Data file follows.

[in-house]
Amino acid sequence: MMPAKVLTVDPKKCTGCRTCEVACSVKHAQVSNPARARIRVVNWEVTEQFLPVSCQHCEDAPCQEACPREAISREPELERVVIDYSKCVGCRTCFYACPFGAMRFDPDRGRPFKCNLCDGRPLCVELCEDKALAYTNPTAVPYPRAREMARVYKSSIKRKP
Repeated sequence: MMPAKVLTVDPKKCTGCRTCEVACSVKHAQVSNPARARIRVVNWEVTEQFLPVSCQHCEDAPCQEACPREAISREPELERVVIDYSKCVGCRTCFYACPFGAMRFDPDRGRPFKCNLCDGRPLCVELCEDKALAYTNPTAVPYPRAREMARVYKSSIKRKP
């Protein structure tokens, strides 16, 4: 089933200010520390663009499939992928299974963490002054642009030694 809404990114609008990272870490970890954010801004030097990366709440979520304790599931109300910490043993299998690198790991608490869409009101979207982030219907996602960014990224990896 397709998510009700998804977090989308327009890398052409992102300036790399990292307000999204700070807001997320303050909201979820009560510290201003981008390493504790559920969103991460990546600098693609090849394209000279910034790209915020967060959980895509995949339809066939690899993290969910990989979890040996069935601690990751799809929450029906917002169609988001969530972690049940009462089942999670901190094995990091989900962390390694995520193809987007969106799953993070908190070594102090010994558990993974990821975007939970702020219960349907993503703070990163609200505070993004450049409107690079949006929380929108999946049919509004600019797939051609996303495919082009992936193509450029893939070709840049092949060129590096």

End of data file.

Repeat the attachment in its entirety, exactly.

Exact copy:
[in-house]
Amino acid sequence: MMPAKVLTVDPKKCTGCRTCEVACSVKHAQVSNPARARIRVVNWEVTEQFLPVSCQHCEDAPCQEACPREAISREPELERVVIDYSKCVGCRTCFYACPFGAMRFDPDRGRPFKCNLCDGRPLCVELCEDKALAYTNPTAVPYPRAREMARVYKSSIKRKP
Repeated sequence: MMPAKVLTVDPKKCTGCRTCEVACSVKHAQVSNPARARIRVVNWEVTEQFLPVSCQHCEDAPCQEACPREAISREPELERVVIDYSKCVGCRTCFYACPFGAMRFDPDRGRPFKCNLCDGRPLCVELCEDKALAYTNPTAVPYPRAREMARVYKSSIKRKP
């Protein structure tokens, strides 16, 4: 089933200010520390663009499939992928299974963490002054642009030694 809404990114609008990272870490970890954010801004030097990366709440979520304790599931109300910490043993299998690198790991608490869409009101979207982030219907996602960014990224990896 397709998510009700998804977090989308327009890398052409992102300036790399990292307000999204700070807001997320303050909201979820009560510290201003981008390493504790559920969103991460990546600098693609090849394209000279910034790209915020967060959980895509995949339809066939690899993290969910990989979890040996069935601690990751799809929450029906917002169609988001969530972690049940009462089942999670901190094995990091989900962390390694995520193809987007969106799953993070908190070594102090010994558990993974990821975007939970702020219960349907993503703070990163609200505070993004450049409107690079949006929380929108999946049919509004600019797939051609996303495919082009992936193509450029893939070709840049092949060129590096």